“May God bless you, may God bless your work, may God bless the country you are helping to protect and prosper.”
So said Tony Abbott in July 2015 at the swearing in of Roman Quaedvlieg, the former Queensland cop who rose to become the commissioner of Australia’s newly created Border Force, merging the frontline functions of Customs and Immigration, and who was/is expected to head Dutton’s new superagency.
Mr Quaedvlieg regularly used Twitter to update us on the doings of his new force, posting every day or two until May 24, 2017 when he all of a sudden went silent.
It was not until former Immigration Department spin doctor, Sandi Logan, asked some questions on Twitter on July 3rd that the public found out there was anything amiss.
.@DIBPAustralia co-boss @ABFComm’s long absence from duty arises from external investigation into his “activities”. Care to speculate?
.@DIBPAustralia @ABFComm has other interests these days which may be compromising his “integrity” I hear. How much longer suspended?
The next day, Michael Keenan’s office told the Sydney Morning Herald: “The ABF Commissioner is on leave. A matter is under consideration by appropriate authorities.”
A few hours later, we found out that the 52-year-old, who separated from the mother of his three children last January, had allegedly engaged in an “inappropriate relationship” with a colleague who was more than 20 years his junior and who was subsequently promoted.
Roman has been on holidays ever since on his full pay of $731,000 pa.
On October 27, Sharri Markson reported in the Telegraph that the Australian Commission for Law Enforcement Integrity, the independent anti-corruption agency charged with overseeing the inquiry into Mr Quaedvlieg, had “not interviewed Mr Quaedvlieg or sent him submissions. Neither has the agency seized his phone to access text messages, phone records or any other files.”
Considering the source, take this next part as you will.
Ms Markson suggests there are bigger things afoot.
Apparently, the ACLEI is “now pursuing top-secret secondary line of inquiry.”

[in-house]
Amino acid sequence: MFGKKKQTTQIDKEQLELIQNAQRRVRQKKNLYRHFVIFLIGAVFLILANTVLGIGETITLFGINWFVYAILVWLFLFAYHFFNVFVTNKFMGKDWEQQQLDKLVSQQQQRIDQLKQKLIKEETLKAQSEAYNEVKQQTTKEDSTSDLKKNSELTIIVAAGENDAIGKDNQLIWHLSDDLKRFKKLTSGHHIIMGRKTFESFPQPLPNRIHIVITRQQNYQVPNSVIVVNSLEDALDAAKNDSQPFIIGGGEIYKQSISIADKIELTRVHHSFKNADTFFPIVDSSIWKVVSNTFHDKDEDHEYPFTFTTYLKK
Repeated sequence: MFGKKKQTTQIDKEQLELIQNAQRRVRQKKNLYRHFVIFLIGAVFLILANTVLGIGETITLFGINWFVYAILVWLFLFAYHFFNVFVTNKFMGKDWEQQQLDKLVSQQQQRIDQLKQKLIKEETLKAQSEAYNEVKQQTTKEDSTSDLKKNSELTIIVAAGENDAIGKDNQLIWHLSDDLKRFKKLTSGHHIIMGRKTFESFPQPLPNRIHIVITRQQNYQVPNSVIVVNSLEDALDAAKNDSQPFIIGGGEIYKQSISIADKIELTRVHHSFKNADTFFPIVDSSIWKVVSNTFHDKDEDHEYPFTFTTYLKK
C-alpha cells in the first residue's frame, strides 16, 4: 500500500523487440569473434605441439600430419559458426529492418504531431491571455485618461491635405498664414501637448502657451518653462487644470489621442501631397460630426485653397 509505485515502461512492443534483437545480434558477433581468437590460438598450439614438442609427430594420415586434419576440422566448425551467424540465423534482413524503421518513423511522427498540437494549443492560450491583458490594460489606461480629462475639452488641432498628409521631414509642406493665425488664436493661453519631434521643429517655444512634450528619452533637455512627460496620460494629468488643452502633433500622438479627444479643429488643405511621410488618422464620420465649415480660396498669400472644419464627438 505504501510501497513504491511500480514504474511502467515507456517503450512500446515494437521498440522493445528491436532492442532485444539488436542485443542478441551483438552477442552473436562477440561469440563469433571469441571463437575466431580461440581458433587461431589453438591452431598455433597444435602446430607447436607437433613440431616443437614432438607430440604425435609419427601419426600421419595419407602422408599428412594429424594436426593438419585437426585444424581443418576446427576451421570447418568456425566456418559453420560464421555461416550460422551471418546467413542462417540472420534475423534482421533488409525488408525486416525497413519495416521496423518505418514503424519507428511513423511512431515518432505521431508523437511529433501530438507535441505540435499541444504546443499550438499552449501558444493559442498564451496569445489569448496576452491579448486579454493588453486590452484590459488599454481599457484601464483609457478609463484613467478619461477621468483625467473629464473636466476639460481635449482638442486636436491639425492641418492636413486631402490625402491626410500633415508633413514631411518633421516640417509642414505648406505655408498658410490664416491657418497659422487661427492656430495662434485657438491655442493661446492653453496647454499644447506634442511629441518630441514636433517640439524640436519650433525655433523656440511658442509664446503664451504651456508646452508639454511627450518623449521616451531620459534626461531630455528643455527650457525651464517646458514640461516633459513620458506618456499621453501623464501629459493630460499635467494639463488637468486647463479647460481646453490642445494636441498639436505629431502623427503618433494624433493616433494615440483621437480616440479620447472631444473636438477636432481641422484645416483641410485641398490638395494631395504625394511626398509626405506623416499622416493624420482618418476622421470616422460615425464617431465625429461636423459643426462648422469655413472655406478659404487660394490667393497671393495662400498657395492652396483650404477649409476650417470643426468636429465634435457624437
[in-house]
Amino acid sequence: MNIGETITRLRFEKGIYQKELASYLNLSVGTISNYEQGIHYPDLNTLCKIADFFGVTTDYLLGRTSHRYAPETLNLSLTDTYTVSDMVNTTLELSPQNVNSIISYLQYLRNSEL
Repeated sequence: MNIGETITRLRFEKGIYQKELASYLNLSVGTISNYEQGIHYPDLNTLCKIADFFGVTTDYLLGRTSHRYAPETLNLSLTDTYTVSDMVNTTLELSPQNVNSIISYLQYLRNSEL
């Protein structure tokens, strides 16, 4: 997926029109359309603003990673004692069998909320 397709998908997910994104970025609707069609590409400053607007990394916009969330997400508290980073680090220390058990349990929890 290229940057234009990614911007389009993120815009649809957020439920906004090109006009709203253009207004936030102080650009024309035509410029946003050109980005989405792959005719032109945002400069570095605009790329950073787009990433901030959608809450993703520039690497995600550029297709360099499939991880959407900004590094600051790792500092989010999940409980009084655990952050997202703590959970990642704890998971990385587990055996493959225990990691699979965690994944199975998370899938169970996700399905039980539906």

This “second line of inquiry, not related to Mr Quaedvlieg’s girlfriend’s promotion at work, is understood to now be the focus of a separate investigation by ACLEI.”
What’s more, instead of Department Secretary Mike Pezullo being consulted, “the report has been referred to secretary of the Department of Prime Minister and Cabinet, Martin Parkinson, as the head of the public service.”
The government’s national auditor has recently produced two scathing reports which revealed how badly the offshore detention centres have been managed.
When consolidating contracts for Nauru and Manus Island in 2013 and 2014, the bid for Manus Island exceeded historical costs by between $200 million and $300 million. The report went on to state that contracts did not take into account per capita costs so, due to falling numbers of asylum seekers being detained, the cost of said detention had risen from $201,000 under Labor to $573,111 per person by December 2015.
The day the first report was released, 13 September 2016, Peter Dutton released a statement saying “Total responsibility for the problems and processes outlined in the report falls upon Labor.”
It takes some gall to say that when you are two months into your second term in government and it was your government who renegotiated the contracts.
A second report from the ANAO in January last year stated that “$1.1 billion was approved by DIBP officers who did not have the required authorisation and for the remaining $1.1 billion there was no departmental record of who authorised the payments.”
The report further stated that contract variations totalling more than $1 billion were made without a documented assessment of value for money.
The audit report also criticised the Department’s response to the issue of mould in tents on Nauru. They were warned in February 2015 that the growth on the tents did not meet the Australian Mould Guideline.
Five months later, the department entered an arrangement with Transfield to clean the mould but as of August 2016, no progress had been made in the compound housing single men.
The ANAO has conducted six audits since 2004 — a period when both Labor and Coalition governments were in power — and each identified shortcomings.
It stated that when viewed together, “the audit findings point to serious and persistent deficiencies in the department’s administration”.
Mike Pezullo was with Australian Customs and Border Protection Service in a leadership role from 2009 until October 2014 when Tony Abbott appointed him Secretary of the Australian Department of Immigration and Border Protection. He is now Home Affairs secretary-designate about to run a much larger and more complex department.
With a team like Dutton, Pezullo and Quaedvlieg in charge, what could possibly go wrong?